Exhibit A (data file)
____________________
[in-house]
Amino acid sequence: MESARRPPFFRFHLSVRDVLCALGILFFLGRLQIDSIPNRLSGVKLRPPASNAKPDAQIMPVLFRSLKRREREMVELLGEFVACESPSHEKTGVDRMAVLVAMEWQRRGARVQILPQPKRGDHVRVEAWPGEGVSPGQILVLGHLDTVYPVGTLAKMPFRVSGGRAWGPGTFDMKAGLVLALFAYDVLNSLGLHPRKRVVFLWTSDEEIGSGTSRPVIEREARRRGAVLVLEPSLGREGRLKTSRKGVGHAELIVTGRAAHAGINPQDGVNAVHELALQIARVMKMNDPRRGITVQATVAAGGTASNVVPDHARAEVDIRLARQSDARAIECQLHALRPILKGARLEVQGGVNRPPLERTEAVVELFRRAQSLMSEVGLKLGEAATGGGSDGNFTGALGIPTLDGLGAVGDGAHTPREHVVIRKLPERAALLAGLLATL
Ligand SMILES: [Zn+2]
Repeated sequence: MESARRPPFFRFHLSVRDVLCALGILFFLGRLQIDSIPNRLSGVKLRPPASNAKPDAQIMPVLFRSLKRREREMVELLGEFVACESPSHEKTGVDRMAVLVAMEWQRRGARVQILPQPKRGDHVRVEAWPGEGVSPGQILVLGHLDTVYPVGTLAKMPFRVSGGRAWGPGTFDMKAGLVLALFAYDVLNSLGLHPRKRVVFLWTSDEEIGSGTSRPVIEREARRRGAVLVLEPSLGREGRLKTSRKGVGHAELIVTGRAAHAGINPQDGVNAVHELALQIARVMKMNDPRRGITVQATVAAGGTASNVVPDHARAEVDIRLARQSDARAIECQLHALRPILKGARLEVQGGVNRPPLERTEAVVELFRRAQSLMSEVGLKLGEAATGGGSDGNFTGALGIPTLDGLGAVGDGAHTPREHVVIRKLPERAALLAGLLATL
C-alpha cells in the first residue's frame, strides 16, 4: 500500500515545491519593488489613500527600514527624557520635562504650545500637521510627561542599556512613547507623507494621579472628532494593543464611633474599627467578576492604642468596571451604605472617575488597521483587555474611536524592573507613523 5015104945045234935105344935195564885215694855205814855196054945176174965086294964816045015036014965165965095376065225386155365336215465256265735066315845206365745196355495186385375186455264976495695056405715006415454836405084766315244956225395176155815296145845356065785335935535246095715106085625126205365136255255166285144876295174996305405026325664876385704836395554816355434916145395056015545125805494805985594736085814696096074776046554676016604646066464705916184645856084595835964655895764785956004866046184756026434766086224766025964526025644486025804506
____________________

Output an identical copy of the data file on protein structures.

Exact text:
[in-house]
Amino acid sequence: MESARRPPFFRFHLSVRDVLCALGILFFLGRLQIDSIPNRLSGVKLRPPASNAKPDAQIMPVLFRSLKRREREMVELLGEFVACESPSHEKTGVDRMAVLVAMEWQRRGARVQILPQPKRGDHVRVEAWPGEGVSPGQILVLGHLDTVYPVGTLAKMPFRVSGGRAWGPGTFDMKAGLVLALFAYDVLNSLGLHPRKRVVFLWTSDEEIGSGTSRPVIEREARRRGAVLVLEPSLGREGRLKTSRKGVGHAELIVTGRAAHAGINPQDGVNAVHELALQIARVMKMNDPRRGITVQATVAAGGTASNVVPDHARAEVDIRLARQSDARAIECQLHALRPILKGARLEVQGGVNRPPLERTEAVVELFRRAQSLMSEVGLKLGEAATGGGSDGNFTGALGIPTLDGLGAVGDGAHTPREHVVIRKLPERAALLAGLLATL
Ligand SMILES: [Zn+2]
Repeated sequence: MESARRPPFFRFHLSVRDVLCALGILFFLGRLQIDSIPNRLSGVKLRPPASNAKPDAQIMPVLFRSLKRREREMVELLGEFVACESPSHEKTGVDRMAVLVAMEWQRRGARVQILPQPKRGDHVRVEAWPGEGVSPGQILVLGHLDTVYPVGTLAKMPFRVSGGRAWGPGTFDMKAGLVLALFAYDVLNSLGLHPRKRVVFLWTSDEEIGSGTSRPVIEREARRRGAVLVLEPSLGREGRLKTSRKGVGHAELIVTGRAAHAGINPQDGVNAVHELALQIARVMKMNDPRRGITVQATVAAGGTASNVVPDHARAEVDIRLARQSDARAIECQLHALRPILKGARLEVQGGVNRPPLERTEAVVELFRRAQSLMSEVGLKLGEAATGGGSDGNFTGALGIPTLDGLGAVGDGAHTPREHVVIRKLPERAALLAGLLATL
C-alpha cells in the first residue's frame, strides 16, 4: 500500500515545491519593488489613500527600514527624557520635562504650545500637521510627561542599556512613547507623507494621579472628532494593543464611633474599627467578576492604642468596571451604605472617575488597521483587555474611536524592573507613523 5015104945045234935105344935195564885215694855205814855196054945176174965086294964816045015036014965165965095376065225386155365336215465256265735066315845206365745196355495186385375186455264976495695056405715006415454836405084766315244956225395176155815296145845356065785335935535246095715106085625126205365136255255166285144876295174996305405026325664876385704836395554816355434916145395056015545125805494805985594736085814696096074776046554676016604646066464705916184645856084595835964655895764785956004866046184756026434766086224766025964526025644486025804506